What are bronze plans?

Health insurance plans that have low premiums but require you to pay more out of pocket

Derek Silva

Derek Silva

Published August 19, 2019

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KEY TAKEAWAYS

  • A bronze plan is the lowest tier of Obamacare’s four tiers (all of which are named after metals)

  • Bronze plans require you to pay the most out of pocket for health care

  • These are best for people who are healthy and don’t visit the doctor much

The Affordable Care Act (ACA), also known as Obamacare, made it easier to compare health insurance plans by dividing them into four tiers. Plans are categorized into one of the four tiers based on how the cost of health care services are split between you and the health insurance company. The tiers are named after metals — bronze, silver, gold, platinum — and so they are also referred to as the metal tiers.

Bronze plans have the least expensive premiums, but the highest copays and coinsurance costs in the Affordable Care Act marketplace. That means you will have to pay more out of pocket if you get sick than you would for other plans. Bronze plans usually have a high deductible as well.

A bronze plan may be a good deal if you rarely go to the doctor, but it will probably leave you paying more than other plans if you regularly visit the doctor. It’s important to know that these tiers don’t represent the quality of service you get. They only show you how you will split health care costs with your insurance company.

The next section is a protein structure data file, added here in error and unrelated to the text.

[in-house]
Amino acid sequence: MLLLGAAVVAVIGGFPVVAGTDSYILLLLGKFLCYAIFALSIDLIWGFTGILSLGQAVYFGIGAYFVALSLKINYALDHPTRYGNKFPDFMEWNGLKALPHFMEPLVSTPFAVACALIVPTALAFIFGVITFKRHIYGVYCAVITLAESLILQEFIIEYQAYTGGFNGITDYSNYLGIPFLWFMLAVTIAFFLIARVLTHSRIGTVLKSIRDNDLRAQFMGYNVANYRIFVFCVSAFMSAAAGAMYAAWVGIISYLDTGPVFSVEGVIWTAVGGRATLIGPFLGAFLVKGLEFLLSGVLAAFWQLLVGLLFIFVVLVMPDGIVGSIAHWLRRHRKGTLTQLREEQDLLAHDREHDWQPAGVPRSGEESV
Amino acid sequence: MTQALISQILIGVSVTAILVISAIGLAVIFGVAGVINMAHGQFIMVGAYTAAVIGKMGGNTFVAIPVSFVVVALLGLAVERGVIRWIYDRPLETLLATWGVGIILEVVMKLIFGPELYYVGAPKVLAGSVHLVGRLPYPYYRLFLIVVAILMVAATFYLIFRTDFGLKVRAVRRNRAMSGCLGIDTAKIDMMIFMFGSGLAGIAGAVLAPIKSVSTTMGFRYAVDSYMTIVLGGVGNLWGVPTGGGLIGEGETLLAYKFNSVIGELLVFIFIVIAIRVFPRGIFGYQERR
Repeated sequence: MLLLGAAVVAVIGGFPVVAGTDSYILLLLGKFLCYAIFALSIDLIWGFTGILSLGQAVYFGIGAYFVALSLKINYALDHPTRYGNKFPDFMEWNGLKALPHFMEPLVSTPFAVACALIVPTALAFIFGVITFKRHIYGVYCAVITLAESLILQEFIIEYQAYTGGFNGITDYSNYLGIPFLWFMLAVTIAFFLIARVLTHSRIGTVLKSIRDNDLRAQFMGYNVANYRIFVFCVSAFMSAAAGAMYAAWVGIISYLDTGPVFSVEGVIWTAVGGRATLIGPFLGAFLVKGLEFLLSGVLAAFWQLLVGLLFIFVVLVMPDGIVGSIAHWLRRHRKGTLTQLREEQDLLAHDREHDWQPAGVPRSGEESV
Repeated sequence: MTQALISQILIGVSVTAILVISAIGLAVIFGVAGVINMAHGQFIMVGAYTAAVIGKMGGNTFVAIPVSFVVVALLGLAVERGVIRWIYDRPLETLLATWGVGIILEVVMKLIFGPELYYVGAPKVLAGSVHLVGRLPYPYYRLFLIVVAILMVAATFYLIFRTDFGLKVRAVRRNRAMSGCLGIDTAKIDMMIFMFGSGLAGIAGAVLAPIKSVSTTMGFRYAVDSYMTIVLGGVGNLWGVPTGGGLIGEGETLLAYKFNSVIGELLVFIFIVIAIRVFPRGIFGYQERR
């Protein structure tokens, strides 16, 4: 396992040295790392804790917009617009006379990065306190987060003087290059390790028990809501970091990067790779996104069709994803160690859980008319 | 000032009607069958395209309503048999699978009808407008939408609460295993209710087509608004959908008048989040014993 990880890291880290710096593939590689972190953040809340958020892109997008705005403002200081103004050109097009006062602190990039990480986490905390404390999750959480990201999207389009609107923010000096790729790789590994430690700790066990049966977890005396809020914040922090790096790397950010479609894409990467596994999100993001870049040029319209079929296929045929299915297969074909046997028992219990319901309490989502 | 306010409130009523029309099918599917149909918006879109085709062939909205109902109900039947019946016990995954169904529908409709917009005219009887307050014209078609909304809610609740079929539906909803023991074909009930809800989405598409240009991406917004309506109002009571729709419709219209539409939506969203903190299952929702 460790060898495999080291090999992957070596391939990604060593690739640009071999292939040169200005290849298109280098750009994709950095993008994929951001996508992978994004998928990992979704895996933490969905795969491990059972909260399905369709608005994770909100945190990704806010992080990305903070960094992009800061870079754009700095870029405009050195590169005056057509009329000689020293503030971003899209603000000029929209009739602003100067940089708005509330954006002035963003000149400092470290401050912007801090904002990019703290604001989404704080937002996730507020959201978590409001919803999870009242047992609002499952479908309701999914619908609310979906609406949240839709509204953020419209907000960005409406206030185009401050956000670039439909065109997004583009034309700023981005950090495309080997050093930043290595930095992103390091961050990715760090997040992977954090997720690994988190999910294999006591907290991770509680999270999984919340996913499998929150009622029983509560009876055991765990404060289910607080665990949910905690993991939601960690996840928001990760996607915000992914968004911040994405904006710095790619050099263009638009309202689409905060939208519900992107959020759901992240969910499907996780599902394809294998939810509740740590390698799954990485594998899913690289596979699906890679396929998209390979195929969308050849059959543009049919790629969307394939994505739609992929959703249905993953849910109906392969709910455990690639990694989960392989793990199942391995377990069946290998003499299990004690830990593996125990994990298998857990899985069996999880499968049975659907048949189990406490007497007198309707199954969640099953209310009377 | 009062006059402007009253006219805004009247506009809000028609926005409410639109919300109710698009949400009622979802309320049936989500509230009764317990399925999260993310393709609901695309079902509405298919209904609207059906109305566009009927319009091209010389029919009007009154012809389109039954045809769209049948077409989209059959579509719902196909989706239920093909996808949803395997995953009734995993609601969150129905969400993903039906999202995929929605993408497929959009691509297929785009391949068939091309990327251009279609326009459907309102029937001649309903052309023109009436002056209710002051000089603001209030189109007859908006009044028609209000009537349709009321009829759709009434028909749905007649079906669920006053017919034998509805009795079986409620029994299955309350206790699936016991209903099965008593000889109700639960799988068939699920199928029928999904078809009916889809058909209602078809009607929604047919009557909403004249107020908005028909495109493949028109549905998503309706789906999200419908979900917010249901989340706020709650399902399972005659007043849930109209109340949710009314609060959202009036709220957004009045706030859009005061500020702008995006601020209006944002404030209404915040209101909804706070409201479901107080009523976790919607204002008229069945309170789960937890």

In this article:

How much do bronze plans cover?

Bronze plans are the lowest level of the metal tiers, which means you will have to pay the most out of pocket for your health care expenses. Generally, that means the insurance company pays 60% of health care costs and you pay 40%. This primarily applies after you’ve passed your deductible. So if you pay $100 over your deductible, your insurance will generally cover about $60, leaving you to pay about $40.

The 60/40 split isn’t strictly the same as coinsurance, though. Insurance companies can calculate your premiums and other costs based on how much you’re likely to pay for your deductible, copayments, and coinsurance. You should talk to your insurance company to learn more of the specific details for your plan.

At the same time, these percentages aren’t necessarily the exact cost you pay for your medical expenses. They’re a benchmark and your exact spending may be a bit higher or lower. Depending on what services you use throughout the year.

What do bronze plans cover?

Insurance companies cannot sell plans through Obamacare’s health insurance marketplace unless they meet a certain standard and cover these 10 essential health benefits:

  • Prescription drugs
  • Pediatric services, including dental and vision coverage for children
  • Preventive care, such as regular checkups with your primary care physician, screenings, and chronic disease management services
  • Emergency services
  • Hospitalization for surgery, overnight stays, and other care
  • Mental health and substance use disorder services
  • Pregnancy, maternity, and newborn care
  • Ambulatory patient services, which is outpatient care you receive without going to a hospital
  • Laboratory services